PORTLAND – Career criminal Norman Dickinson pleaded guilty to a burglary charge Tuesday, admitting to a judge that he broke into a Portland business and took cash from a safe.

The 39-year-old was arrested two months ago in connection with a burglary in July at Gilman Electric. He has been jailed since, awaiting sentencing in Cumberland County.

Dickinson has been incarcerated most of his life since he was 12 and has had difficulties re-entering society each time he leaves prison. He was released numerous times in recent years only to be sent back to jail or prison for violating his probation.

In 1990, Dickinson was convicted of kidnapping and robbing two women near the Maine Mall in South Portland a year earlier.

According to court records, Dickinson was carrying a toy gun when he approached the women. He claimed to be an undercover officer. Investigators said Dickinson ordered one of the women to drive him to a secluded area a short distance away.

He told her was going to sexually assault her, but that she would be OK if she complied. The woman escaped, and Dickinson was later caught, tried and convicted.

In late 1996, he was about to be released from prison after serving seven years of a 20-year sentence. Court officials ordered that he be held under house arrest, and Dickinson reacted by writing a letter to a Superior Court justice, describing himself as a “bomb.”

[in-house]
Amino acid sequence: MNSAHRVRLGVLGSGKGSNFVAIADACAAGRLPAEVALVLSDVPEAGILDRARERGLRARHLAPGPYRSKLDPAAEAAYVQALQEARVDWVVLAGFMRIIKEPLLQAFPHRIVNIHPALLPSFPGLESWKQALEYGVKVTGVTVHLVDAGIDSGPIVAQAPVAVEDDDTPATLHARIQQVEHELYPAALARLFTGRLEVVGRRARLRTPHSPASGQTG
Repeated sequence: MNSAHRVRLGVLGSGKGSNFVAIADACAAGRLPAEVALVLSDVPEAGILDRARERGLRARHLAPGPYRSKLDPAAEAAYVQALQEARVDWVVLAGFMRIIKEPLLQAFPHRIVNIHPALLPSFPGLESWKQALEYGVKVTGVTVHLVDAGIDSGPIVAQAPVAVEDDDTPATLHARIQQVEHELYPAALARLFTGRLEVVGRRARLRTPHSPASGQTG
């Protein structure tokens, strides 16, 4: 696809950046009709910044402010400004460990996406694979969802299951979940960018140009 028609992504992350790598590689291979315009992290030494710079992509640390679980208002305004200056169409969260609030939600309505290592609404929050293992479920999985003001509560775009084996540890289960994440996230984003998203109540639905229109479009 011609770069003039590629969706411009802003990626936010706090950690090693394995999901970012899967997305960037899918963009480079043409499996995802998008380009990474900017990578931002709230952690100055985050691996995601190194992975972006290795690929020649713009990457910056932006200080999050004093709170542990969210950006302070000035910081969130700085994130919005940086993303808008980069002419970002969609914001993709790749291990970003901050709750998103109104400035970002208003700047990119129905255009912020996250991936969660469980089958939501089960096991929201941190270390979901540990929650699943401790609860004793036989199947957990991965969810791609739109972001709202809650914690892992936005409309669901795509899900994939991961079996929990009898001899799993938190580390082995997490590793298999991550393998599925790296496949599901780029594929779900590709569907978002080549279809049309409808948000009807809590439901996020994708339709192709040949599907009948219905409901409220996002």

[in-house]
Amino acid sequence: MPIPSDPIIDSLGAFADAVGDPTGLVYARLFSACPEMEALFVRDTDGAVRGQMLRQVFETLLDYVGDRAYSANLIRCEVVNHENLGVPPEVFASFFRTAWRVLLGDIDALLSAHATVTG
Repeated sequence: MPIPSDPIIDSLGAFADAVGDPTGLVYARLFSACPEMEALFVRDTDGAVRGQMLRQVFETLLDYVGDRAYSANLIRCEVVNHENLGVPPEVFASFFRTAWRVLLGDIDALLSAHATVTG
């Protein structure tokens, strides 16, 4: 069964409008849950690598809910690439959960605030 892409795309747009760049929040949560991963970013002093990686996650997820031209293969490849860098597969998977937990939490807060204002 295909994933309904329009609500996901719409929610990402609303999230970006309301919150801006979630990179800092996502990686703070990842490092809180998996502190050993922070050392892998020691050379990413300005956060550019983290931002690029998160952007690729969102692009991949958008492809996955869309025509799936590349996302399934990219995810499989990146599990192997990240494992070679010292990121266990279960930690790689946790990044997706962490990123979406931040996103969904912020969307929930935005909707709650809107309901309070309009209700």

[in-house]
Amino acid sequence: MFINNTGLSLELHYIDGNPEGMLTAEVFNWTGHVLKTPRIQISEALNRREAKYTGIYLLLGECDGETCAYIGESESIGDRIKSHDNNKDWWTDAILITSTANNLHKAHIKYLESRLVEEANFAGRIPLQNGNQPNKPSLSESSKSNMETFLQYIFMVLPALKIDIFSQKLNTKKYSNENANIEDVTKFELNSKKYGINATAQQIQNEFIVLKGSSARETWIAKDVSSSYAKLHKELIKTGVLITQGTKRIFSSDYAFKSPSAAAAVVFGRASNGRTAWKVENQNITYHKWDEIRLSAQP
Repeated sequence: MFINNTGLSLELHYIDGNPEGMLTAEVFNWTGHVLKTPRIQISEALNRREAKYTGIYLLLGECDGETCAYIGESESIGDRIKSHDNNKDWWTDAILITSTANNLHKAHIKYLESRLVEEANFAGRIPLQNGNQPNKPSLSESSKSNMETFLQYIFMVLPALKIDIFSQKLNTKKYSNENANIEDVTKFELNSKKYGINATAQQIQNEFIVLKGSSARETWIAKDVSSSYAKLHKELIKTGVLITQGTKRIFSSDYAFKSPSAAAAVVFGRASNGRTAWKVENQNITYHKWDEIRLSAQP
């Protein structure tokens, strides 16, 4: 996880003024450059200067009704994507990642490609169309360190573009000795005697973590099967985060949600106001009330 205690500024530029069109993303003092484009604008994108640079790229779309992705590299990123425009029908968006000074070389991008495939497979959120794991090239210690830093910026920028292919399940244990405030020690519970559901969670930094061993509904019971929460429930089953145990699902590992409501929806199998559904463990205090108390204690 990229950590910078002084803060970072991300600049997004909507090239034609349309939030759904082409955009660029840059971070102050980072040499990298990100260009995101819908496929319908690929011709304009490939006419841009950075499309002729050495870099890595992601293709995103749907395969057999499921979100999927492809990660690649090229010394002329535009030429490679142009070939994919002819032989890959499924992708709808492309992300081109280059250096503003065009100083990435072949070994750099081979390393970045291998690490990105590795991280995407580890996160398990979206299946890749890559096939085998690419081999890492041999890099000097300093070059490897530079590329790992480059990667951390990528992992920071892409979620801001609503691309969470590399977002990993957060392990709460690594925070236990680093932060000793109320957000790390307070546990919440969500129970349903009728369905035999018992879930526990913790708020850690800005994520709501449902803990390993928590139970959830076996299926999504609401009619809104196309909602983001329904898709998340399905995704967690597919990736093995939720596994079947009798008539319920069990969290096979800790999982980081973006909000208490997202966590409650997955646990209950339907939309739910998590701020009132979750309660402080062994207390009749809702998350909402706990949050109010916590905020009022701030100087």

“I feel your honor is setting me up for failure,” Dickinson wrote to the judge. “I feel your restricting me to my home for five years is going to be the spark that sets the bomb off.”

Before Dickinson could be released, police alerted residents in Portland of the move through the news media. After that, Dickinson was sent to a prerelease center in Bangor for three months.

In 1997, Lewiston residents expressed their anger and fear when plans to release Dickinson in the city began to circulate.

City leaders fought the prison system to keep Dickinson out. The police chief fumed that Lewiston was being used as a “dumping ground.”

The outcry thwarted Dickinson’s plans for freedom. He was ordered to remain in prison after refusing to come to Lewiston to face angry residents.

Three years later, after more prison time, Dickinson finally came to Lewiston and moved to an apartment on Drew Street. Police dutifully notified neighbors and waited for fallout.

Four days later, Dickinson was accused of exposing himself to three women while walking down the road. He was sent back to prison and later released, remaining free only until he was charged with the Gilman Electric heist.

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